- Red Hat Enterprise Linux 6
Openldap is not obeying the
pam_check_host_attr yes option in
/etc/pam_ldap.conf and is allowing users to log into hosts they should not have access to:
[root@server1 ~]# cat /etc/pam_ldap.conf uri ldap://server1.example.com/ ldap://server1.example.com/ base dc=example,dc=com tls_cacertdir /etc/openldap/cacerts pam_check_host_attr yes binddn cn=binduser,dc=example,dc=com ...
When a user logs in without the proper host attribute, they may receive an error message saying they do not have access to the machine, but still are allowed to login. Without the proper host attribute, they should not be able to login.
/etc/nsswitch.conf does not contain
ldap in the
shadow entry. If so, remove it:
[root@server1 ~]# cat /etc/nsswitch.conf passwd: files ldap group: files ldap shadow: files ...
ldap on the
shadow: entry of
/etc/nsswitch.conf may cause host-based authentication to always succeed:
[root@server1 ~]# cat /etc/nsswitch.conf passwd: files ldap group: files ldap shadow: files ldap ...
If there is a local account with the same username as the LDAP account,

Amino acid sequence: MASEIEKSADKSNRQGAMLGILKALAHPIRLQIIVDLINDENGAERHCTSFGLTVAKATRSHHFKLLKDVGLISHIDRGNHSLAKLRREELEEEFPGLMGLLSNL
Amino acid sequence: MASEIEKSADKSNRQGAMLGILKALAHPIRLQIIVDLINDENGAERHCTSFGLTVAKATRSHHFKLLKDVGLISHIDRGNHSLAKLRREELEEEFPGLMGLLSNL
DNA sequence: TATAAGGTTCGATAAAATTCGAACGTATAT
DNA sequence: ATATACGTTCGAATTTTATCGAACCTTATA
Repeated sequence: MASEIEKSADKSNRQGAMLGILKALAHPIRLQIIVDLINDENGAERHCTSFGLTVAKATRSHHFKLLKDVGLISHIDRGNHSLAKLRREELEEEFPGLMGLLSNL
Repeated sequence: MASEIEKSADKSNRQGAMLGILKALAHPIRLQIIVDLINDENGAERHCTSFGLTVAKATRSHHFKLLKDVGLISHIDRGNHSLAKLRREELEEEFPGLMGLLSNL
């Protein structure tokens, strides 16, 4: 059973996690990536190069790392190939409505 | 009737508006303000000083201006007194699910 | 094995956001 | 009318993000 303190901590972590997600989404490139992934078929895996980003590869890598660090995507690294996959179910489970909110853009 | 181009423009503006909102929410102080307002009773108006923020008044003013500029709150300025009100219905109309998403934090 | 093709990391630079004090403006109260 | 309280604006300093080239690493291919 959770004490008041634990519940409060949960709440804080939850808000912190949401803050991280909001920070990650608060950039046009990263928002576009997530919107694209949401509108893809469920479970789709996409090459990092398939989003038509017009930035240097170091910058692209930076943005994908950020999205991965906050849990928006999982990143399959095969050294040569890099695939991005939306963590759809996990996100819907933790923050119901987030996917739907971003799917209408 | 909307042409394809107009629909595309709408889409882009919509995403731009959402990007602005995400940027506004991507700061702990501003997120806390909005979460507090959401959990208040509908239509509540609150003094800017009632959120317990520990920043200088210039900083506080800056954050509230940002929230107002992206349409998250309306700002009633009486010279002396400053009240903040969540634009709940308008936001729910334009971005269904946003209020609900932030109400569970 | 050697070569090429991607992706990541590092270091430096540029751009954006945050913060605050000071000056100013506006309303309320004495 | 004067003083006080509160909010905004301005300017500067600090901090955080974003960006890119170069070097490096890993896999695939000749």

pam_unix.so ends up providing a valid "account" via the Name Service Switch (NSS), which overrides your LDAP configuration.
1) Check valid host restrictions are specified in LDAP accounts:
[root@server1 ~]# ldapsearch -b uid=user001,ou=People,dc=example,dc=com -LLL -H ldap://server1.example.com/ -D cn=binduser,dc=example,dc=com -W Enter LDAP Password: dn: uid=user001,ou=People,dc=example,dc=com uid: user001 cn: User 001 objectClass: account objectClass: posixAccount objectClass: top loginShell: /bin/bash uidNumber: 1024 gidNumber: 1024 homeDirectory: /home/user001 gecos: User 001 host: server2.example.com <----- user001 should only be able to access server2.example.com
For more information on using the
pam_check_host_attr option, see the following article: When using LDAP authentication, how can user access be restricted on the basis of host names?
2) Notice that LDAP users who are incorrectly allowed access to restricted machines may also exist on the local machine:
[root@server1 ~]# grep user001 /etc/shadow user001:$6$PCSQh6Q4B7H2zkZ2$PpiAkwWEomXqWWy3tdBYVC.aCh9e2.gRrPJfqJjXMD1shi.SGi5hCvD6SWFyKM0uBUEqCrP5HAEGYQhc50/4D1:17123:0:99999:7:::
This solution is part of Red Hat’s fast-track publication program, providing a huge library of solutions that Red Hat engineers have created while supporting our customers. To give you the knowledge you need the instant it becomes available, these articles may be presented in a raw and unedited form.